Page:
Tips to avoid communicable diseases at mass gatherings and events
Large scale events draw immense crowds of people to a specific location for a short period of time. Events of this scale may include the Rugby World Cup competition, the Olympics, the Commonwealth Games, Expos, music festivals, large conventions, and on mass religious celebrations such as the Hajj.
With a greater than normal concentration of people, communicable diseases can easily be passed from one person or animal to another. Caused by infectious agents, their transmission can occur directly (via contact with bodily discharge), indirectly (eg by sharing bottled water) or by vectors (such as mosquitos). These diseases are caused by viruses, bacteria, parasites/fungi or their toxic products.
Some common examples of communicable diseases include:
- Viral respiratory infections
- Chicken pox
- STDs such as Chlamydia, Gonorrhoea, some forms of Hepatitis, Syphilis, etc
- Gastrointestinal infections
- Dengue fever and other insect borne diseases if the event is outdoors
- Meningococcal disease
- And many more
Often the spread of communicable diseases at large gatherings involves vaccine preventable illnesses. With the right precautions, be prepared and avoid these diseases when travelling.
Before and during your travels, plan to avoid contracting a communicable disease by:
Vaccinating before you leave
Visit your travel health expert at least two to three months prior to travel for vaccine recommendations to help you avoid contracting a communicable disease whilst away. Vaccines provide your best defence against many communicable diseases including Measles, Meningitis, Hepatitis and Flu. To research the potential health risks for your destination, visit our Destinations page.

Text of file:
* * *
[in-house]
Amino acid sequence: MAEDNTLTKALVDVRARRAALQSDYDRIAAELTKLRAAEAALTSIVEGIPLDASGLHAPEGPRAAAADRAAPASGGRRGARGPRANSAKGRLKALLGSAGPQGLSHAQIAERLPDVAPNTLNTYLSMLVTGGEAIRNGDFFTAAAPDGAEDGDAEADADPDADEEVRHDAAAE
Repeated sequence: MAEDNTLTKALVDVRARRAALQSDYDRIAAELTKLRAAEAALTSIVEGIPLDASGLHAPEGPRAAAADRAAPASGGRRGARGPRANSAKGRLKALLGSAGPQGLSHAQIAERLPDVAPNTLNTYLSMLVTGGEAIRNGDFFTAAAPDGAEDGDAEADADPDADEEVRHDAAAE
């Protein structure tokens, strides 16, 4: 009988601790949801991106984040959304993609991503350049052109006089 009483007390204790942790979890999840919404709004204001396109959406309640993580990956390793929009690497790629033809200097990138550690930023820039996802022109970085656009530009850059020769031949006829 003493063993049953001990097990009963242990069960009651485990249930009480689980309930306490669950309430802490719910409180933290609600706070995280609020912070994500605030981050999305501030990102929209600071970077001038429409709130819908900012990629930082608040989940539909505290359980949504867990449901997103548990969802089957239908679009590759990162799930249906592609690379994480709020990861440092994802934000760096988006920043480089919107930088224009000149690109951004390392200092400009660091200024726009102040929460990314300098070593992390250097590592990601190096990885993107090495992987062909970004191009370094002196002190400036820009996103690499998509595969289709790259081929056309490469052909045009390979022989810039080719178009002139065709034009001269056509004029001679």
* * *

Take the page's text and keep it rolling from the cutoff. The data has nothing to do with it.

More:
Wash your hands often
Wash your hands frequently to avoid picking up any germs. Carry hand sanitiser in case you don’t have access to wash your hands.
Ensure food and water safety
Communicable diseases can easily travel via food, from unwashed hands, dirty utensils, contaminated water sources or even transfer from unsanitary surfaces. Remember to thoroughly wash your hands or use hand sanitiser and clean all surfaces when preparing food. Make sure food is stored at the correct temperature, don’t leave it out and always wash produce during preparation. Only drink water from clean water sources or purchase bottled water.
Cough and sneeze into your elbow not your hand.
If you feel a cough, cold or flu starting, cough or sneeze into your elbow to ensure you don’t continue sharing germs via your hands and continuously wash your hands. Highly contagious respiratory illnesses and diseases easily spread via coughing, sneezing, laughing and close personal contact but most are preventable by immunisation or simple precautions. Minimise contact with those obviously afflicted with these illnesses.
Don't Share Personal Items
Items such as toothbrushes, towels, razors etc should never be shared. Needles should only be used once, and disposed properly.
Practice safe sex
Large gatherings can sometimes lead to promiscuity. Practice safe sex to avoid transferring STDs that spread by body fluids. Infections spread by direct skin contact, such as Herpes and Warts, may be unavoidable.
Avoid insect-borne diseases
Take precautions to avoid bites from mosquitos, sand flies, fleas, ticks and bedbugs as they can easily transmit diseases. Simple steps such as sleeping in insect-proof accommodation, wearing long-sleeved shirts and long pants outdoors and wearing 30% DEET repellent can help prevent bites. Some mosquito borne diseases are spread by insects that bite in the day and other insects that bite in the evening or at night, so be prepared all times of the day.
Stay home when sick
You can easily carry and transfer anything you contract so it’s important to stay at home if you are feeling ill, especially around mass gatherings. If you are travelling to attend a large event or gathering, a little preparation will help keep you healthy throughout your travels. To locate your nearest Travel Doctor TMVC clinic, click here.